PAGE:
Honoring Their Service

Thank you for your Service

Thank you for your Service

About Wounded Warriors Project

The mission of the Wounded Warriors Project (WWP) is to honor and empower the men and women who have been injured in service to their country and foster the most successful, well-adjusted generation of wounded service members in our nation’s history.

The WWP works diligently to raise awareness and enlist the public’s aid for the needs of injured service members, to help injured servicemen and women aid and assist each other, and to provide unique, direct programs and services to meet their needs.

Headquartered at the Sacrifice Center in Jacksonville, Fla., additional program offices are located throughout the United States and specific locations can be found at


The Wounded Warriors Project (WWP) began when several veterans and friends, moved by stories of the first wounded service members returning home from Afghanistan and Iraq, took action to help others in need. What started as a program to provide comfort items to wounded service members has grown into a complete rehabilitative effort to assist them as they recover and transition back to civilian life. Tens of thousands of Wounded Warriors and family members receive support each year through WWP programs designed to nurture the mind and body, and encourage economic empowerment.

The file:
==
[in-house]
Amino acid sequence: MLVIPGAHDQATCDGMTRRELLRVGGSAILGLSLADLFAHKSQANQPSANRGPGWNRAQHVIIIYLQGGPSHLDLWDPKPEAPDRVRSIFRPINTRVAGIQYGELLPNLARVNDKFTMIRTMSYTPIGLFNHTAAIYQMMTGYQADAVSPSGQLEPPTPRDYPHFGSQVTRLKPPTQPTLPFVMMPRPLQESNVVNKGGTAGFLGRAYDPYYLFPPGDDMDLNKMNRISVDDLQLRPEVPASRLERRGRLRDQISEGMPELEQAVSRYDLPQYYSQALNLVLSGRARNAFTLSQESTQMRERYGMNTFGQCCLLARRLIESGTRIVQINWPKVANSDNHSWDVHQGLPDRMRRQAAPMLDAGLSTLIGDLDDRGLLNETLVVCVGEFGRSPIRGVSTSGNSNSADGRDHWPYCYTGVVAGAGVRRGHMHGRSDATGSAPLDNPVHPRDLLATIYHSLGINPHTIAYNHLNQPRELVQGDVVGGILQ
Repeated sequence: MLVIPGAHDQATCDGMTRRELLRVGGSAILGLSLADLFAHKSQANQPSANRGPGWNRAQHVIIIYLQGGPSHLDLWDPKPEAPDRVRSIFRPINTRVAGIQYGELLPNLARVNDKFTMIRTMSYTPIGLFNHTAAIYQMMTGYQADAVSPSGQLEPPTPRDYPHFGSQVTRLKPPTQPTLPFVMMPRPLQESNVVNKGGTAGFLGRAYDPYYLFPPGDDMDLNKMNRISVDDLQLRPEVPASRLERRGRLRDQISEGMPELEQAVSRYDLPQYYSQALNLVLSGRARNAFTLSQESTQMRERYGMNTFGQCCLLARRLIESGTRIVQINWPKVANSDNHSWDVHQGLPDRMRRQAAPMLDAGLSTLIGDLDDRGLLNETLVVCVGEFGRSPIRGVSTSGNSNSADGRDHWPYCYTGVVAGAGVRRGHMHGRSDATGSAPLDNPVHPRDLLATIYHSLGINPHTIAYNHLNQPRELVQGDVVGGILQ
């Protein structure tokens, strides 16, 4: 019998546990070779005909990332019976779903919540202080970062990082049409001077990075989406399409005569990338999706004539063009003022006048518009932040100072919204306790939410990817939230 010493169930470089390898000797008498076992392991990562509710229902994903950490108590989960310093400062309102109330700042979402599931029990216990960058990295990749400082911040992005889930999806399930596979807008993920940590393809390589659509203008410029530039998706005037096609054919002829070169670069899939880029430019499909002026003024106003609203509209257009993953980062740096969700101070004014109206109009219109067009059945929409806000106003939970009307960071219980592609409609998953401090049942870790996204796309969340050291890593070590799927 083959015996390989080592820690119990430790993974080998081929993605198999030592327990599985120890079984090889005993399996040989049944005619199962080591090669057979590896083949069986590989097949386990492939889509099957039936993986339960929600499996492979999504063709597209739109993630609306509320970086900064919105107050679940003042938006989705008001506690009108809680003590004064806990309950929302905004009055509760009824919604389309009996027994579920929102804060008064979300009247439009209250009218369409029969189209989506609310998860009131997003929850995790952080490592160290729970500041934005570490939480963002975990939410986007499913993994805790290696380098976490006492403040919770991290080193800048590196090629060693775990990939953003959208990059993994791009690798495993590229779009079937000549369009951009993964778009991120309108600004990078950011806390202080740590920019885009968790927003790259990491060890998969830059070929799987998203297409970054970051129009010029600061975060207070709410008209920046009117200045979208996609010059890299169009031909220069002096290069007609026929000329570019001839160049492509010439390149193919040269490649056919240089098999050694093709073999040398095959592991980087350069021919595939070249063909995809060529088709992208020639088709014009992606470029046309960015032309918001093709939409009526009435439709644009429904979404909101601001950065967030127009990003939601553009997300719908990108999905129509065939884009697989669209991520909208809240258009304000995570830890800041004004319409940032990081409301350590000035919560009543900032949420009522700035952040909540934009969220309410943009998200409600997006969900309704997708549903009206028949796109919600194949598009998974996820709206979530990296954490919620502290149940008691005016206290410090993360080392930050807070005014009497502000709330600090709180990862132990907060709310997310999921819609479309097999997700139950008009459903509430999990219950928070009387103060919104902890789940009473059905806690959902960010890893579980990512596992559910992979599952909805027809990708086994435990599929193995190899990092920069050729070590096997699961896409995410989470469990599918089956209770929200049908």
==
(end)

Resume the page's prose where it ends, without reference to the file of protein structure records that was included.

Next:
The Wounded Warrior Project serves veterans and service members who incurred a physical or mental injury, illness or wound as a result of their military service on or after Sept. 11, 2001. WWP also aides the families of these military veterans and service members.

America watched in horror as approximately 3,000 people died — including hundreds of firefighters and rescue workers — during the 9/11 terrorist attacks.

Sept. 11, 2001 also served as a stimulus for Operations Iraqi Freedom, Enduring Freedom and New Dawn. Operation Iraqi Freedom refers to military operations in Iraq that began March 19, 2003 and officially ended Aug. 31, 2010. Operation Enduring Freedom refers to combat operations in Afghanistan and other regions in support of the Global War on Terror. Operation New Dawn refers to the conclusion of operations in Iraq beginning Sept. 1, 2010 and ending Dec. 15, 2011.